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There were bitter foes in Bush v. Gore, but neither Ted Olson nor David Boies hesitated at the chance to work together on overturning Proposition 8, which banned gay marriage in California. Olson didn’t like government meddling in people’s private lives, and Boies had a long background with civil-rights litigation in the South that he believed applicable to gay marriage.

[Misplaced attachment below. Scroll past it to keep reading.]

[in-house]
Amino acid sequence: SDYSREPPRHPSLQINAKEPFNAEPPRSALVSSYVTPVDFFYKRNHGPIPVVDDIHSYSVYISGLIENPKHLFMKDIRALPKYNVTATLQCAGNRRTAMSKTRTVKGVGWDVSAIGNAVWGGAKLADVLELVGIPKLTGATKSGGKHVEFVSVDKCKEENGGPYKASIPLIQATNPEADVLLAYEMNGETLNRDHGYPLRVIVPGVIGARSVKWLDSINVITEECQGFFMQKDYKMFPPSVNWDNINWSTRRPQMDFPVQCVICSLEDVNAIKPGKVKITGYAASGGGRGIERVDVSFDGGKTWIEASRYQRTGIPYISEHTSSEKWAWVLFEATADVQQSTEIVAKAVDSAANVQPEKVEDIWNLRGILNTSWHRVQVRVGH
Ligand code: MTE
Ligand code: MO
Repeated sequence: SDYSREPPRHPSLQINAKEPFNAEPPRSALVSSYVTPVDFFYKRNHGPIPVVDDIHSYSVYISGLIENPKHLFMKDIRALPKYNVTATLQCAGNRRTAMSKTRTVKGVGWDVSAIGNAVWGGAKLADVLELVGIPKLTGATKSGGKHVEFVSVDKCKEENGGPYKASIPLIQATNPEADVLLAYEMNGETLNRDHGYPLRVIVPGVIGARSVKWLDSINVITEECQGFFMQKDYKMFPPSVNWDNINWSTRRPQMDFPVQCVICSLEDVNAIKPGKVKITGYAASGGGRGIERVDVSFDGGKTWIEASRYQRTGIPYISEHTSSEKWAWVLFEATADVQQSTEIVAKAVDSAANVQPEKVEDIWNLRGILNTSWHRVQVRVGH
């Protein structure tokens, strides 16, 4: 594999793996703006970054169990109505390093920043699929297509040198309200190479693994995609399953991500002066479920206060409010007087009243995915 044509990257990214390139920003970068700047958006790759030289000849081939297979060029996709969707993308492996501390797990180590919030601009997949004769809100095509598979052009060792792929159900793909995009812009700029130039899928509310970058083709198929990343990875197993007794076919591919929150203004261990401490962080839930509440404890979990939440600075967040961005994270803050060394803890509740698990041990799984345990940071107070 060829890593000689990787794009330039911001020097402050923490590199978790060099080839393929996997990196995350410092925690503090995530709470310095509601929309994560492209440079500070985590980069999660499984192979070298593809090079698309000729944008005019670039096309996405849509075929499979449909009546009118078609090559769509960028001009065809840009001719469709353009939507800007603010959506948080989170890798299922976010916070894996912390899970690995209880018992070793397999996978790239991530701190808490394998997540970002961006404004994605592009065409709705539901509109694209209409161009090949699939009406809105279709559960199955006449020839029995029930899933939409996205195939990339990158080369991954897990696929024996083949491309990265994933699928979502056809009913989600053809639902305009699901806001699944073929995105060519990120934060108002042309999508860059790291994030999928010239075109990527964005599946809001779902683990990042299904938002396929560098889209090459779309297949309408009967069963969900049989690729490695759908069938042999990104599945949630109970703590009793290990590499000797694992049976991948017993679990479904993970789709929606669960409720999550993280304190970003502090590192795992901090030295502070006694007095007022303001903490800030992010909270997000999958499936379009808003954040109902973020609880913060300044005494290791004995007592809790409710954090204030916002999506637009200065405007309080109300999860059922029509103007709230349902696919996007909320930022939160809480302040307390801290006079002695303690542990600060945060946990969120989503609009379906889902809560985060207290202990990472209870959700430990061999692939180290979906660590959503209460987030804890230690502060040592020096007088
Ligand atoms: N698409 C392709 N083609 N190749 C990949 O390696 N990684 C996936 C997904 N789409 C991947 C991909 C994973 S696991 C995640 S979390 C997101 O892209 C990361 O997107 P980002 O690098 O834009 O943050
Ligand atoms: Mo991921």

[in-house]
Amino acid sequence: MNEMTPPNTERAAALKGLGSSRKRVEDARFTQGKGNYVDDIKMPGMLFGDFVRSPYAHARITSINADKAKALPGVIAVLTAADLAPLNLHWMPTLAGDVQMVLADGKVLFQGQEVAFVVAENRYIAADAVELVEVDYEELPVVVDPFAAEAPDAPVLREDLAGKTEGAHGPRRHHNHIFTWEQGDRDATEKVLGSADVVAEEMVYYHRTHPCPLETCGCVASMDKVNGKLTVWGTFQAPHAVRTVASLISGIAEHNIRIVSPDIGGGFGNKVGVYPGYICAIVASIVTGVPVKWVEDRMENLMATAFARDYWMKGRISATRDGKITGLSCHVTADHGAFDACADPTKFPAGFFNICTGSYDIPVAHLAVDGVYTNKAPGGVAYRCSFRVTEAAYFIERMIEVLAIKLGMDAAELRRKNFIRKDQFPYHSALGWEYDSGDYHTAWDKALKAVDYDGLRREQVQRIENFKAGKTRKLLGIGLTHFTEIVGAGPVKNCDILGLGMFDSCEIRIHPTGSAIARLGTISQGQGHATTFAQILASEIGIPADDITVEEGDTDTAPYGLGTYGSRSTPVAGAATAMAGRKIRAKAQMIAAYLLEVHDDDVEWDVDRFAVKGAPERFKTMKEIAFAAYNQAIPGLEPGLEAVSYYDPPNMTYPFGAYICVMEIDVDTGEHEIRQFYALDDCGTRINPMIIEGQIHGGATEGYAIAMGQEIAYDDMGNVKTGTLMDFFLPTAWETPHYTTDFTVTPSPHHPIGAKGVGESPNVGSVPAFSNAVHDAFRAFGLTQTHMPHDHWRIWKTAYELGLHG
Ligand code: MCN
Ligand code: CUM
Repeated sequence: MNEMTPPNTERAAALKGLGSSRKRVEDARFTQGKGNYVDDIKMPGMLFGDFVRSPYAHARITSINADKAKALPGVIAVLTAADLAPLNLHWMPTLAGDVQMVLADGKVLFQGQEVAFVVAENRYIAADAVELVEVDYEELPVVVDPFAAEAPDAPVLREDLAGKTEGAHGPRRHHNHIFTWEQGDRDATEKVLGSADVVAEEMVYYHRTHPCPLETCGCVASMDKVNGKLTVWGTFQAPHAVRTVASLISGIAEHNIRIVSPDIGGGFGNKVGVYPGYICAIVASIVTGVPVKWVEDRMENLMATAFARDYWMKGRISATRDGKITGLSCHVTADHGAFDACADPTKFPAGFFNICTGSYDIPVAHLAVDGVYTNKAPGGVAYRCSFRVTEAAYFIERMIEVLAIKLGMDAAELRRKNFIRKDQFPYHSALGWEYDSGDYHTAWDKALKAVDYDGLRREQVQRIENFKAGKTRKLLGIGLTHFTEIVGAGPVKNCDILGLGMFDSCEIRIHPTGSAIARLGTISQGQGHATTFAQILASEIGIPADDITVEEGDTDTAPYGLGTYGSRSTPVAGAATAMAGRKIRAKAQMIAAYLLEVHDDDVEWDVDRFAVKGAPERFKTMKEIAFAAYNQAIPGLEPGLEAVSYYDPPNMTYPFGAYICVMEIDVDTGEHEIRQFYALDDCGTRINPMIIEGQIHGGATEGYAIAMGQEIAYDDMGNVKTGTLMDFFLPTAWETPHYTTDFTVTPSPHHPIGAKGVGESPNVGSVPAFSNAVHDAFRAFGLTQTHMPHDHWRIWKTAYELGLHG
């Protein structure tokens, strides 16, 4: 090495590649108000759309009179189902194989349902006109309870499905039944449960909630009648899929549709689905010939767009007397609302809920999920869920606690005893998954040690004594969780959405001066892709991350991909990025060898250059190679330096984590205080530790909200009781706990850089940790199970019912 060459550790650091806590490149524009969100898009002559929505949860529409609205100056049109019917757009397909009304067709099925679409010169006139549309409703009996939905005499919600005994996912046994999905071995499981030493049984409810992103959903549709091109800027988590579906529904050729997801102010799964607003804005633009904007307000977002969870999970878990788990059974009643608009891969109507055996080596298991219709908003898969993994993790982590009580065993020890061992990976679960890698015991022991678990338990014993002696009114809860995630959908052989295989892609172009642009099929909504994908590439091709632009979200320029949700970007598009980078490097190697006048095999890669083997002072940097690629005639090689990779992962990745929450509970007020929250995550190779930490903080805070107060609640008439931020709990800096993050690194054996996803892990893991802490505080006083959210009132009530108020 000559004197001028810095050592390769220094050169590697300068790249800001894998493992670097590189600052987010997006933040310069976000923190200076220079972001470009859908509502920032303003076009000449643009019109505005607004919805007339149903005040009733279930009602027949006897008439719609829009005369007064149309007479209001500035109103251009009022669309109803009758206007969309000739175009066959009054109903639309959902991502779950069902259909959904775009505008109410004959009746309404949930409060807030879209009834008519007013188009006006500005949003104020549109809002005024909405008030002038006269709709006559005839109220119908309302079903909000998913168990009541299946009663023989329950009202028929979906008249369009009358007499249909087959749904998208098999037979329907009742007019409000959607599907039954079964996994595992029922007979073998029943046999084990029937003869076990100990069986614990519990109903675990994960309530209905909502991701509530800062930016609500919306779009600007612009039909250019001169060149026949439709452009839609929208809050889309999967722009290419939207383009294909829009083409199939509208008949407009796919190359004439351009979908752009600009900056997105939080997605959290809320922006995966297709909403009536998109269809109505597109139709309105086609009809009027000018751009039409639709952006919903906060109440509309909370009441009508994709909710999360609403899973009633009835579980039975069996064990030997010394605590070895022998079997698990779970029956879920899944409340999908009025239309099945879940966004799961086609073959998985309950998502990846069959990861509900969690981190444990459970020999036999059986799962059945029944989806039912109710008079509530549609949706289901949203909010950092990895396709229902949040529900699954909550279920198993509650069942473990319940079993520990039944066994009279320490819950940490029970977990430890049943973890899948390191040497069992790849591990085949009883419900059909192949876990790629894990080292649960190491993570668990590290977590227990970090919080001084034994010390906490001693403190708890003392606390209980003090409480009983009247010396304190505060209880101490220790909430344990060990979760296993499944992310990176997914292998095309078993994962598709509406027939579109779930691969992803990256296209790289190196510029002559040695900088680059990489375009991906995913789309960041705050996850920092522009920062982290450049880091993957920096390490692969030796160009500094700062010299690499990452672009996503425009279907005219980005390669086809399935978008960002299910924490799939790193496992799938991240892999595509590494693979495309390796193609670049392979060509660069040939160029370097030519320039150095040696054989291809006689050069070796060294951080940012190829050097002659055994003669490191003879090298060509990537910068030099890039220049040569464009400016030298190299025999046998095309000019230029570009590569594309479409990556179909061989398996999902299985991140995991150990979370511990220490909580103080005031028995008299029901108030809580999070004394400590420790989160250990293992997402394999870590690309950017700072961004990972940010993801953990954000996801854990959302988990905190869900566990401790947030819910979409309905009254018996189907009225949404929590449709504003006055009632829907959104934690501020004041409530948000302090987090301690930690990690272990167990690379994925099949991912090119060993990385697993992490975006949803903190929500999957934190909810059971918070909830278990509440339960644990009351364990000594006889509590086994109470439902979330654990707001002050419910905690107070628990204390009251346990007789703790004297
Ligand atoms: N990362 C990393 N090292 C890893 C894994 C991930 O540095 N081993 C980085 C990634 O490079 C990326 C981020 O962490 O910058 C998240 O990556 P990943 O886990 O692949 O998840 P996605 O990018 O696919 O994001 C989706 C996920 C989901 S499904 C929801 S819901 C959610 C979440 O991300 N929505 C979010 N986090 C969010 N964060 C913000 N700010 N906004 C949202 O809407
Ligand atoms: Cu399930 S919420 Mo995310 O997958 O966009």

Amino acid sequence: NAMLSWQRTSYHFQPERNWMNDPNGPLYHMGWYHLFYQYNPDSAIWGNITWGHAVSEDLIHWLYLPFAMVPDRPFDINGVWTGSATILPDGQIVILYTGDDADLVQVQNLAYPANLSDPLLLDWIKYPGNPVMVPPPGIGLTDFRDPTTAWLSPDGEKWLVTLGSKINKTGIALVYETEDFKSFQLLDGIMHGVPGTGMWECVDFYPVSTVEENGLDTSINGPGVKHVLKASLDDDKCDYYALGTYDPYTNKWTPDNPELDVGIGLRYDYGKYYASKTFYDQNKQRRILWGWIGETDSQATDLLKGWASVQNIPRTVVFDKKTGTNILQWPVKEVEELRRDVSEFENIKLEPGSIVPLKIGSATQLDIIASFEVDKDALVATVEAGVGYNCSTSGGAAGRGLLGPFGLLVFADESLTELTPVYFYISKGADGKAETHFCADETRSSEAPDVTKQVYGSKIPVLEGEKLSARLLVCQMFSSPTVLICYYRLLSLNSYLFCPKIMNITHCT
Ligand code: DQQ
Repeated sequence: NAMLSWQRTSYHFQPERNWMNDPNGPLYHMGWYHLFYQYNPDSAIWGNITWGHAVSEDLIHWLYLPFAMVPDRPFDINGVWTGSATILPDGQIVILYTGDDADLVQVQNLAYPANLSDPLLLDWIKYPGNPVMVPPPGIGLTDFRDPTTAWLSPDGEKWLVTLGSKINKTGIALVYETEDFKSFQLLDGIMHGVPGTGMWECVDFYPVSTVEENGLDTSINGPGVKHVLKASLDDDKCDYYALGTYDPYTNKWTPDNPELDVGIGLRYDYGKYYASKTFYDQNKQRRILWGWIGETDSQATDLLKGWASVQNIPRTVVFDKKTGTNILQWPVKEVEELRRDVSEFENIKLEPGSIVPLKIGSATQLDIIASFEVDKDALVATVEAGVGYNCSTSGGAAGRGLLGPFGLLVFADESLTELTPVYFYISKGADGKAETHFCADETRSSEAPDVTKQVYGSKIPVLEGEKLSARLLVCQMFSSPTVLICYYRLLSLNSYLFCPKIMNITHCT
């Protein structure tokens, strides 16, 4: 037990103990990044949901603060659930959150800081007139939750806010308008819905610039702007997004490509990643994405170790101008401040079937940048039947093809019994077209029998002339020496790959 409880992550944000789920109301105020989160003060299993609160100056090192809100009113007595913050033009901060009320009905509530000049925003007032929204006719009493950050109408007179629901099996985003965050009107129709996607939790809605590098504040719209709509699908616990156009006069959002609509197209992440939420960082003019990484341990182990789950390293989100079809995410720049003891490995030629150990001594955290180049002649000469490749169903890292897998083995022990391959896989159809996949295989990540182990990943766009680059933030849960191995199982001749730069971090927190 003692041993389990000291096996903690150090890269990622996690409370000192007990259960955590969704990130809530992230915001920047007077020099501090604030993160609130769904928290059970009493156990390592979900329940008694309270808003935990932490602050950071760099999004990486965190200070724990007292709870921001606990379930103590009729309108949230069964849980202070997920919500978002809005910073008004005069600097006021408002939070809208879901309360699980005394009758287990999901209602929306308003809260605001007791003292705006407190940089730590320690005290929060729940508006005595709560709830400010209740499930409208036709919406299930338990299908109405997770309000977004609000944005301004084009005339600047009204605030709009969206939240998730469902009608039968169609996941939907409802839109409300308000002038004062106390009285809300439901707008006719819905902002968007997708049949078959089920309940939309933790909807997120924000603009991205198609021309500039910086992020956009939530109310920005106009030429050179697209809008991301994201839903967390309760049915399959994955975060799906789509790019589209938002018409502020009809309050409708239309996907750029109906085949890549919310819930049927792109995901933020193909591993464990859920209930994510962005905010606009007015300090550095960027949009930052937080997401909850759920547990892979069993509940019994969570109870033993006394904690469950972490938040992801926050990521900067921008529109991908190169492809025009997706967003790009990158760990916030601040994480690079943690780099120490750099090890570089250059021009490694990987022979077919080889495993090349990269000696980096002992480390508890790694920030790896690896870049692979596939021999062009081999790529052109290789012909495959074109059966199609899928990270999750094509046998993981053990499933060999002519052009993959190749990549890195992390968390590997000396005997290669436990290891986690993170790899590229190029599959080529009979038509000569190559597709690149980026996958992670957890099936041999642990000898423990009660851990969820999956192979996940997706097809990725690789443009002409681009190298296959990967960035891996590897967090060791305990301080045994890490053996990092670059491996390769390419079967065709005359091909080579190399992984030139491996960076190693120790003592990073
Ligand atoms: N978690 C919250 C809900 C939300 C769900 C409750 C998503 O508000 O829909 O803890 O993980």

But many veterans of the gay-rights movement were very nervous about the legal case brought by these accomplished attorneys. For years, lawyers and activists had been chipping away, slowly and painfully, at the smaller laws and prejudices that prevented full equality for lesbian and gay Americans—relating to the military, employment protection, hate crimes, and marriage. Olson and Boies were new to the cause, and even blocked the formal participation of veteran gay groups as parties to the case. (The powerhouse legal duo felt they could be more successful operating as a smaller cohesive team.) Their hearts might be in the right place, but how could these newcomers possibly understand the complex nuances of fighting for LGBT rights on multiple fronts? Were Boies and Olson pushing a major court case on Prop 8 too quickly? Was the risk of failure—which might set back the marriage battle for years—too high?

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